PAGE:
In "photos" on a macbook, there is an option to zoom in a photo up to 400 percent. Is it normal to see some pixelation when fully zoomed in?
400% is not just fully zoomed in - it is much more than fully zoomed in. In some cases it may be beneficial to view photos at 100% but I can't think of a use-case for viewing at more than that. To answer your question, it would be very strange (or completely incorrect and misleading even) if you didn't see pixelation at 400% magnification.
The iPhone 6's rear camera shoots 3264 x 2448 pixel photos.
If you zoom in 4 times, you're looking at a quarter of those pixels, which is 816 x 612 pixels.
Your monitor likely displays 1920 x 1080 pixels or larger. If you want to display a 816 x 612 pixel image on the entirety of such a monitor, it has to 'stretch out' these pixels so it fills up the monitor. If you assume 100% to fit the monitor exactly, 400% means you're showing 1 pixel of the photo on 4 pixels on the monitor- which would show as 'pixelated'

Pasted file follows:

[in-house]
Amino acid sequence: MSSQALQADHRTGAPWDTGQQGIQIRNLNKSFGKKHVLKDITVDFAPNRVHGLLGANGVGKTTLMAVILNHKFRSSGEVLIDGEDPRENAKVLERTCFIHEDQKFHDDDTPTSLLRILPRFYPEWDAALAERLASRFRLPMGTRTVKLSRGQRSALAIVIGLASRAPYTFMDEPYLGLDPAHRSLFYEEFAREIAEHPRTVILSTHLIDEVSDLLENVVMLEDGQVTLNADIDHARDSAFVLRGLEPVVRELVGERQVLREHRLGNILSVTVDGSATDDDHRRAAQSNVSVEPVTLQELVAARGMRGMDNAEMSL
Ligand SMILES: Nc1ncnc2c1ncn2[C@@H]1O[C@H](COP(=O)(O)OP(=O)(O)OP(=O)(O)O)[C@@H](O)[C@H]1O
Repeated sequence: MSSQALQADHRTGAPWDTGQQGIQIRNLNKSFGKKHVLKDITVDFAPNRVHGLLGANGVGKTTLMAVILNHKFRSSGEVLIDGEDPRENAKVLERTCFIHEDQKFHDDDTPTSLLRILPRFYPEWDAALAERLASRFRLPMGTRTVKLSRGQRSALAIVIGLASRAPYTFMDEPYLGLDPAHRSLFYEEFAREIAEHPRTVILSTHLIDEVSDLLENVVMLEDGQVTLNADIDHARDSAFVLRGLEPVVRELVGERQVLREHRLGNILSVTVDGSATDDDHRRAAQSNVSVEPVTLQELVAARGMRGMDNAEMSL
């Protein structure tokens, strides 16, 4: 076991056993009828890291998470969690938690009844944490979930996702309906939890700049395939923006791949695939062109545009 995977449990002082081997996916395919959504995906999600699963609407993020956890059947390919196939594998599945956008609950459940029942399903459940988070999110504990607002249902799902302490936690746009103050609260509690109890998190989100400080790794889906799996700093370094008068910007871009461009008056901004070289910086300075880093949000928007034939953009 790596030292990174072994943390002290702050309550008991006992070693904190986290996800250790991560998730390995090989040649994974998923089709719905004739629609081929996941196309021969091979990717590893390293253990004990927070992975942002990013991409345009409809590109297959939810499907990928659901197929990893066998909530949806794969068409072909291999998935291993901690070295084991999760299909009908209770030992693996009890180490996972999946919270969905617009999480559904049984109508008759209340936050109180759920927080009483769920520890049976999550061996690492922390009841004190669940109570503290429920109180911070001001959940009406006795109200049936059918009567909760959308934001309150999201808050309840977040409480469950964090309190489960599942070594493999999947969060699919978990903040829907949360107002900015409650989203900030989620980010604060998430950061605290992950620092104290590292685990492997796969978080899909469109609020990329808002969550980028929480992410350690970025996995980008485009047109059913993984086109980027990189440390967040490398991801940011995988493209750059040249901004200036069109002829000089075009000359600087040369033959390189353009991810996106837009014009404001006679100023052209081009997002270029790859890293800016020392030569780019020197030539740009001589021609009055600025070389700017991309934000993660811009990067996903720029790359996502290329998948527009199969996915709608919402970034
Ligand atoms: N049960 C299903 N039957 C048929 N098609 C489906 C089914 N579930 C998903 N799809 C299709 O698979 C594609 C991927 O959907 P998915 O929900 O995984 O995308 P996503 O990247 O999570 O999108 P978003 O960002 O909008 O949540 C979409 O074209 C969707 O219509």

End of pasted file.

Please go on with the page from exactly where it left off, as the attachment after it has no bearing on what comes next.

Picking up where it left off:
In short: yes, it's entirely normal
In regard to John's comment
Some clarification about the difference between viewing at 400% and zooming in 4 times:
Seeing as how your iPhone's camera shoots photos with more pixels than the monitor you're using, viewing the photos at 100% would mean they're 'zoomed in' in your monitor.
Zooming in 4 times would not necessarily create the same image as viewing at 400%. This depends on the monitor size and the starting point before zooming in.
This aside, zooming in and viewing at a certain scale will always mean a certain amount of pixelation if the number of pixels to be displayed is lower than the pixels the monitor consists of